Why Shared Justice Now?

On Tuesdays and Thursdays YOUR VOICE features political commentary from students and young professionals.

How often have you heard “we are the future!” said about our generation? It’s the name of songs, on posters, and even the name of Ron Paul’s latest campaign rally. Taking it literally, it’s quite true that, yes, we are the future because we will live longer than the generation before us.

The problem is that for hundreds of years all rising generations have heard variations of that phrase. So what makes us different now in 2012? To be honest, probably not that much. There are a lot more gluten free diets today, and a lot more iPhones. Other than that, most young people that came before us had a similar drive and ambition to achieve more than the generation before them did.

If we’re not that different, then why have we created Shared Justice? Haven’t issues of civic involvement, education reform, budgets and more been talked about for years? What’s the point of starting up something new to talk about the same old issues?

I know that’s how I felt throughout much of my life. I’d sit in class and listen to students talk in unending circles about issues and come to no conclusion. Or I’d watch TV and see political pundits yelling at each other about their differences. At that point I’d usually change the channel.

But after arriving at college I realized that nothing is going to improve if we simply resort to the metaphoric changing of the channel. I started to think about the roles and responsibilities that I, as a Christian, have in public life. And that’s why the Center for Public Justice’s pursuit of public justice, a vision of harmonious roles and responsibilities, made so much sense. It’s a vision and framework that permeates all areas of our public life.

I know a lot of Christian young adults feel the pressure of parents, friends or even their church to have a certain political framework. We want to acknowledge that up front, but also think through what those frameworks are. Shared Justice is a place intended for us to engage with the issues, discuss with others, and ultimately learn more about who God created us to be.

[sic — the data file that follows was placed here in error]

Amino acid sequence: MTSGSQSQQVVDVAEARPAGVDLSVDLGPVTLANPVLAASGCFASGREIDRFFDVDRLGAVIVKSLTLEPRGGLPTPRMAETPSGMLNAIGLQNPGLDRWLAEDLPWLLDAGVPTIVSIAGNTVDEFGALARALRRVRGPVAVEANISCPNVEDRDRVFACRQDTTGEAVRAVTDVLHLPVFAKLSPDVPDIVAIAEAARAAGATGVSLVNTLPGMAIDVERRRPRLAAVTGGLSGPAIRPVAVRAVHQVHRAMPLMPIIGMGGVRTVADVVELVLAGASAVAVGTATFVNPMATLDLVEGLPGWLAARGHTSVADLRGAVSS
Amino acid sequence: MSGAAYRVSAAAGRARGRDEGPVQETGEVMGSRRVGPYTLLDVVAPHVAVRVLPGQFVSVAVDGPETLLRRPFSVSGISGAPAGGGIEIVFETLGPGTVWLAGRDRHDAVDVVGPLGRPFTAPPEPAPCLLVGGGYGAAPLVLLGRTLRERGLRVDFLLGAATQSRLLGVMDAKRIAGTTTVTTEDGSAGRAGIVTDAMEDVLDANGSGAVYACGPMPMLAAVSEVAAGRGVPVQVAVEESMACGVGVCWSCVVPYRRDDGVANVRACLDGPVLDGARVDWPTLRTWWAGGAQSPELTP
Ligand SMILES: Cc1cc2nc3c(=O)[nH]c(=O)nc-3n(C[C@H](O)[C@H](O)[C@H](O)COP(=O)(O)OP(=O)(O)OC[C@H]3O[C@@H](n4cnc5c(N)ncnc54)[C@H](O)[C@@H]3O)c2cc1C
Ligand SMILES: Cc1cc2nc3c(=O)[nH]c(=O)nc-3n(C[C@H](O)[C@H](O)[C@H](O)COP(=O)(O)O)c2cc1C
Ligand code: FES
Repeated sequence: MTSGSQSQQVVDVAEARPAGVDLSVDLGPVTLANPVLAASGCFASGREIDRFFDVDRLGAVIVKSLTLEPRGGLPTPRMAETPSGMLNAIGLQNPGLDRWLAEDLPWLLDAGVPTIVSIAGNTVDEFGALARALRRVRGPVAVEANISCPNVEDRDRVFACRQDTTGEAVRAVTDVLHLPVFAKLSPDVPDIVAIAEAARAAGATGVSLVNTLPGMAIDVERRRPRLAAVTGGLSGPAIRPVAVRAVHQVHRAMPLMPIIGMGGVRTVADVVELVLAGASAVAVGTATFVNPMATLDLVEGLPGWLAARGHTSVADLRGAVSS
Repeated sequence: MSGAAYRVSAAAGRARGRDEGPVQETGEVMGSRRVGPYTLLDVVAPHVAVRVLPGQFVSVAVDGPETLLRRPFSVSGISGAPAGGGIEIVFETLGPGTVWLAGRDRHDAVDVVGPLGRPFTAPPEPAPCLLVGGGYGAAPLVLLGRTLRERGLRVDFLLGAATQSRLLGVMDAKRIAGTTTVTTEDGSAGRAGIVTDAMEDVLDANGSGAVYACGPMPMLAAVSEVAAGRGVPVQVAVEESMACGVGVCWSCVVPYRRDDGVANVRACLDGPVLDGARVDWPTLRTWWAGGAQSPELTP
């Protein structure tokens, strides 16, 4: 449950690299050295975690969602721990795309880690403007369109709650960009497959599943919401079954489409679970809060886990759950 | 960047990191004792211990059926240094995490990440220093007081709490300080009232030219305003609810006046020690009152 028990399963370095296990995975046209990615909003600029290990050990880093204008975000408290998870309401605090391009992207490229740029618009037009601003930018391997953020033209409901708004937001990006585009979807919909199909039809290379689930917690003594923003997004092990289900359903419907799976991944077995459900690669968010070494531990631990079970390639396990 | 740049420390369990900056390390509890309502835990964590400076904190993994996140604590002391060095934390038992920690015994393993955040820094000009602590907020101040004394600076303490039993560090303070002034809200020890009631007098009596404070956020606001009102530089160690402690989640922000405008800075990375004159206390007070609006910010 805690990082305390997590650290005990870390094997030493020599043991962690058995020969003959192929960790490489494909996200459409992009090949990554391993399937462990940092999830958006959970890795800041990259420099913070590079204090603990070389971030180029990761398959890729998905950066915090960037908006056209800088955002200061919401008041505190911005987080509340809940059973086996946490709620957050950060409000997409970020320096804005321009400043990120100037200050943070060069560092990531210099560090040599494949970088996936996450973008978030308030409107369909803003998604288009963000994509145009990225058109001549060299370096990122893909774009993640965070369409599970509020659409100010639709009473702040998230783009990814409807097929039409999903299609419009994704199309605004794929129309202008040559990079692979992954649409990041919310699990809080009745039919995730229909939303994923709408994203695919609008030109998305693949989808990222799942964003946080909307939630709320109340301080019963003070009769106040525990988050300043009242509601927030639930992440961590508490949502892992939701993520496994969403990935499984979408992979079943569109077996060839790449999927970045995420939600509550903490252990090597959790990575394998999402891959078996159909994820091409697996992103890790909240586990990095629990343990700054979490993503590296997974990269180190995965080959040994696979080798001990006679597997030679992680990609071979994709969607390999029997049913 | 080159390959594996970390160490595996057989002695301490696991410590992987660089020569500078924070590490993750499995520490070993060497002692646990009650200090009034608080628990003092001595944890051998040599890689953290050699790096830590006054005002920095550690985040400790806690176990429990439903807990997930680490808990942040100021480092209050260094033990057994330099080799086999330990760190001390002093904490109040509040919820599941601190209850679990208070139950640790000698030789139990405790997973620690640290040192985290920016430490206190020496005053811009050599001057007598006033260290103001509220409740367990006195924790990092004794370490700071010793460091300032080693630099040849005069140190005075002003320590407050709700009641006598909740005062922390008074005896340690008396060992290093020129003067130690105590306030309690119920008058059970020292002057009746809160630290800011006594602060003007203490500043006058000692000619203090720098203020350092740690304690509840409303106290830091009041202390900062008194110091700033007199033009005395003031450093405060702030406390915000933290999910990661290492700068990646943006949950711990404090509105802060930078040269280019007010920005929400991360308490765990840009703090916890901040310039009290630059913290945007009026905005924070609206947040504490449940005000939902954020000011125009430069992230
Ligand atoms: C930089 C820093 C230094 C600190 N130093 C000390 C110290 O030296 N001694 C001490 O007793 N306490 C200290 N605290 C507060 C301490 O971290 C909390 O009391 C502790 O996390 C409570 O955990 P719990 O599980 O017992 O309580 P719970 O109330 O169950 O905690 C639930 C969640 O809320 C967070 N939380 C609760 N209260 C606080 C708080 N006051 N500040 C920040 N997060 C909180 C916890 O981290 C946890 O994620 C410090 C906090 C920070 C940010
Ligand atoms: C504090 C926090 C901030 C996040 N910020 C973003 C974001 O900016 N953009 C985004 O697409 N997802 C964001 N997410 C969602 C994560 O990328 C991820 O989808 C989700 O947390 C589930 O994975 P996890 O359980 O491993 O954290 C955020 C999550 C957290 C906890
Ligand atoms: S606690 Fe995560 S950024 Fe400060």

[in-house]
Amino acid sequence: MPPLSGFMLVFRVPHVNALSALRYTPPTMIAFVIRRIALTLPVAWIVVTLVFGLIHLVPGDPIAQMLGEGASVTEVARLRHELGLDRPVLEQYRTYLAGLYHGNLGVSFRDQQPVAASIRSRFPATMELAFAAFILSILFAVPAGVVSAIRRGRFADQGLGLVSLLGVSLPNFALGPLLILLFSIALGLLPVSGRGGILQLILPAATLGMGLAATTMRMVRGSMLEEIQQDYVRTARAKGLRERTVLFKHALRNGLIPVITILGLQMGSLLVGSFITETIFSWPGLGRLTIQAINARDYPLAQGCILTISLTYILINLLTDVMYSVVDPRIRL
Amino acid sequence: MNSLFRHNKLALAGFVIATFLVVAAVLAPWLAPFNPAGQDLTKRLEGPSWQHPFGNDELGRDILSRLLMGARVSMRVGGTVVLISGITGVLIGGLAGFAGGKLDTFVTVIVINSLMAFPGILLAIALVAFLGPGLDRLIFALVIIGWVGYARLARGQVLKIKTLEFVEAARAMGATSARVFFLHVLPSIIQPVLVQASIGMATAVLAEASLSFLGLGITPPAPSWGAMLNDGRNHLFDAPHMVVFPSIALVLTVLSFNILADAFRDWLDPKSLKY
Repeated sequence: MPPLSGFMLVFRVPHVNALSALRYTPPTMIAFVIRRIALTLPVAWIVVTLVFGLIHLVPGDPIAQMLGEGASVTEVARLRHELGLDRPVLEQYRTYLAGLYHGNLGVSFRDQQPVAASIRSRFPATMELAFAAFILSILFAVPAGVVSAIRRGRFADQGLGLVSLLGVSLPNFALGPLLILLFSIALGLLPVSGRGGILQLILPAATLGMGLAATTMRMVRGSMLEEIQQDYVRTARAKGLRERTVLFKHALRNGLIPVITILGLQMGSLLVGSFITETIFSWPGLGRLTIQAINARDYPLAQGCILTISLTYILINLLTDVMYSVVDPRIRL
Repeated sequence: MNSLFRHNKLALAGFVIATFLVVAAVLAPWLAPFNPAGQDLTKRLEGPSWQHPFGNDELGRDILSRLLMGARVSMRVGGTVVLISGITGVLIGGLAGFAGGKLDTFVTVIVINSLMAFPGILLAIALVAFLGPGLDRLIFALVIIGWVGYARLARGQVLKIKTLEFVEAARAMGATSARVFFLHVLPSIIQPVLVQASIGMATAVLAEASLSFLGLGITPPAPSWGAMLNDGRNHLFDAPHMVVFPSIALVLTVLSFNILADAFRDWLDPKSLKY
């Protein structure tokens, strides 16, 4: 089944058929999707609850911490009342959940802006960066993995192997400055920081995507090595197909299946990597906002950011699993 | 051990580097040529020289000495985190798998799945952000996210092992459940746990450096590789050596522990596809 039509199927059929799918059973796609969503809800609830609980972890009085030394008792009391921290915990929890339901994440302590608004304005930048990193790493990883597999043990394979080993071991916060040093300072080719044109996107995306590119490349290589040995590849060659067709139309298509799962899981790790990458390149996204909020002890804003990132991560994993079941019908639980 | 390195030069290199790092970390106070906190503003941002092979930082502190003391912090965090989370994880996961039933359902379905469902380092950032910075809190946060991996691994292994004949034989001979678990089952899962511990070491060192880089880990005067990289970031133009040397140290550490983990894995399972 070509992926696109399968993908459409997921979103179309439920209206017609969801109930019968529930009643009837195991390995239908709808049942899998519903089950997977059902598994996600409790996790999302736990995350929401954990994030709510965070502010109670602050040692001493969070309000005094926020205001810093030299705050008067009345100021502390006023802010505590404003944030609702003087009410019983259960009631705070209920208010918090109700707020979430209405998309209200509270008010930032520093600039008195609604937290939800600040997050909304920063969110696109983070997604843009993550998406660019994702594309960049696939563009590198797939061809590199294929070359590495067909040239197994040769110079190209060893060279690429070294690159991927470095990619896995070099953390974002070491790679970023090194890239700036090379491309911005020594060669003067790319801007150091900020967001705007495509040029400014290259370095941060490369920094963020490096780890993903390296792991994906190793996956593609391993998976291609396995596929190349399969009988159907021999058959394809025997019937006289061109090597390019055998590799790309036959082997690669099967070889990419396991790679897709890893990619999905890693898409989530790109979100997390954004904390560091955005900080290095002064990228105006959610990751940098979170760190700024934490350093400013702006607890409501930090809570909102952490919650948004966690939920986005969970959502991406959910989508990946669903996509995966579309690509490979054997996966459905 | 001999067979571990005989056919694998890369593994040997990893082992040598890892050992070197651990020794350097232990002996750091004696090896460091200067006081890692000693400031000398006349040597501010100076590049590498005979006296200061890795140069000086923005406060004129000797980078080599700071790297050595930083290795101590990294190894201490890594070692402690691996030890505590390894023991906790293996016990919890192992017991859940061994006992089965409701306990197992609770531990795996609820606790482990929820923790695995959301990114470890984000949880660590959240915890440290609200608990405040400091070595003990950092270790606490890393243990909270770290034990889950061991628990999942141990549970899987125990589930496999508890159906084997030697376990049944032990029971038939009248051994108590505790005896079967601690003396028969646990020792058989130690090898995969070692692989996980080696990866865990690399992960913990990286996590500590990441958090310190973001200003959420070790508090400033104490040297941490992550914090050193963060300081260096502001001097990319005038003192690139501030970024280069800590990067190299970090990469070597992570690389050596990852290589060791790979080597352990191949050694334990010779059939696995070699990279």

The Center for Public Justice believes that we are its future. Not in the “get your pom-poms out and have a rally” way, but in a way that will continue its legacy of critical thinking and discussion of what God intends for the right ordering of our political community.

We want to think together about what it means to “do justice” in our political lives. How does God want government, citizens and other institutions to share the task of public justice? This is not an easy question to answer, but we think that thoughtful discussion on how Christian faith and politics intersect is both helpful and necessary.

Shared Justice is an online journal that will provide a space for this conversation. As we continue to grow, we will provide you with commentary contributed by young adults, news analysis, multimedia posts and more. Thanks for joining us on this journey of learning, discovering and fulfilling God’s call on our political lives.

-Katie Thompson is the Online Editor of the Center for Public Justice. She recently graduated from Gordon College with a degree in communication arts and political science.